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Life in the Fast Lane

By Tom Wiseman

Buenos Dias!

Or Buenas Noches if you're on the other side of the world right now.

As documented in my last blog, my good friend and guide Eric has left San Luis but not before he taught me a thing or two about surviving on these streets...literally! He taught me what areas of town to avoid at night, how to tell if a dog is angry, and he also taught me how to drive.

Of course, Papa Wise taught me to drive in England years ago but here driving is...a bit different.

We have a VW Beetle (a "vocho") and it is absolutely perfect, as I cruise along in my smart shirt with the wind in my snazzy haircut I could be back in the 1950's...if I wasn't blogging about it.

The roads here are akin to those found on Mario Kart (including the mushrooms and shells!). Thankfully, before he ever sat me in the driving seat of Mama Wise's car, P.Wise ran a go-kart track, so I really hit the training ground early.

The road system here is unlike the super aggressive British roads. It is more of an American "live and let live" system, the difference being that there doesn't seem to be any real rules and there are even less road markings. The first thing I was taught when learning to drive was "expect the unexpected" and here each driver is equipped with their own unique sense of logic. My favourite thing is the use of hazard lights! Hazards are carte blanche to do absolutely anything. Want to park diagonally across Diagon Alley?! No problemo—just flip the hazards on! Sometimes people drive along with them on just to mess with you, they are quite mesmerizing—you are just waiting for the stupidest thing you've ever seen.

Some of the most ridiculous things I’ve seen include:

Children stood up in the back seat, children on laps in the front seat, and more heads getting cut up than in that Sweeny Todd flick. I even saw a man on a motor bike holding a baby! Thinks he's Rubeus Hagrid!

It's not just the drivers that are insane, the pedestrians are worse! It is not unusual to see a mother dragging several children and some heavy bags across 6 lanes of fast flowing traffic—directly under the footbridge!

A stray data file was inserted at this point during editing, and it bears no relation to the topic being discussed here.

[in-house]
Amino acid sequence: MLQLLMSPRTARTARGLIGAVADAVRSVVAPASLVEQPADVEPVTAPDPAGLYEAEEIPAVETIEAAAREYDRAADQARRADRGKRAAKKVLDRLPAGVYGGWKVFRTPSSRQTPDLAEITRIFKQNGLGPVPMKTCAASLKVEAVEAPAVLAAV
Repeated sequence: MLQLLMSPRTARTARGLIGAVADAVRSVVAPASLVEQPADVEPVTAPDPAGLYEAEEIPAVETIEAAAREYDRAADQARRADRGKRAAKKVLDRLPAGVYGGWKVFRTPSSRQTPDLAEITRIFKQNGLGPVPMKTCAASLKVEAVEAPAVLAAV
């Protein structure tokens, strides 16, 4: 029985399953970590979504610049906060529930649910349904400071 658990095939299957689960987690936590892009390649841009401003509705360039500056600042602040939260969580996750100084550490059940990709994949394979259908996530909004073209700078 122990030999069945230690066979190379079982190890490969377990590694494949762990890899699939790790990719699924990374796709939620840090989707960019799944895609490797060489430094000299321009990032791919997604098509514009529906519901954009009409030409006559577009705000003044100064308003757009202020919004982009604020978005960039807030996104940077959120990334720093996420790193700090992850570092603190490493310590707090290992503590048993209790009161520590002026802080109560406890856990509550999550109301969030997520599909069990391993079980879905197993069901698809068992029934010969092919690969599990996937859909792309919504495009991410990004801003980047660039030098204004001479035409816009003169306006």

I don't drive very fast, not above 80Ks even on the highway but some people do (the limit is 60). Nearly everyday we see a heap of twisted metal where someone has met their maker (not trying to worry anyone, just reporting the real). At first I found the Vocho really hard to drive—high pedals, small space and really uncomfortable (not to mention the brake failure thing) but I am used to it now and actually quite enjoy it. If I can drive a car that is allergic to water in England I'm pretty sure I can drive anything (true story, my old car “Lily-May” would cut out for a good 20 minutes if I went through a puddle too fast!). The Vocho's license plate (God, how American am I?!)—sorry, number plate, is 66 – 33. I take this to be a good omen.

My biggest problem is navigation, I feel I would be an excellent ship's navigator—just the ocean and the stars—but I am hopeless at a grid system! My main problem is that I just don't like to concentrate or pay attention to anything, I see it as a waste of good day dreaming time!

Despite all of this I actually quite like driving here, the system suits me well. I am not very good at being in the right place or the correct lane, etc., but whereas in England cutting someone up or getting in their way might earn some incensed threats and very aggressive behaviour, in Mexico it's a blast of the horn and business as usual. After all, what's the fuss? Every ones doing it!

So, that's the crazy driving, and there's been plenty of other things driving me crazy this week, but that mis amigos, is a story for another blog....

Until next time...


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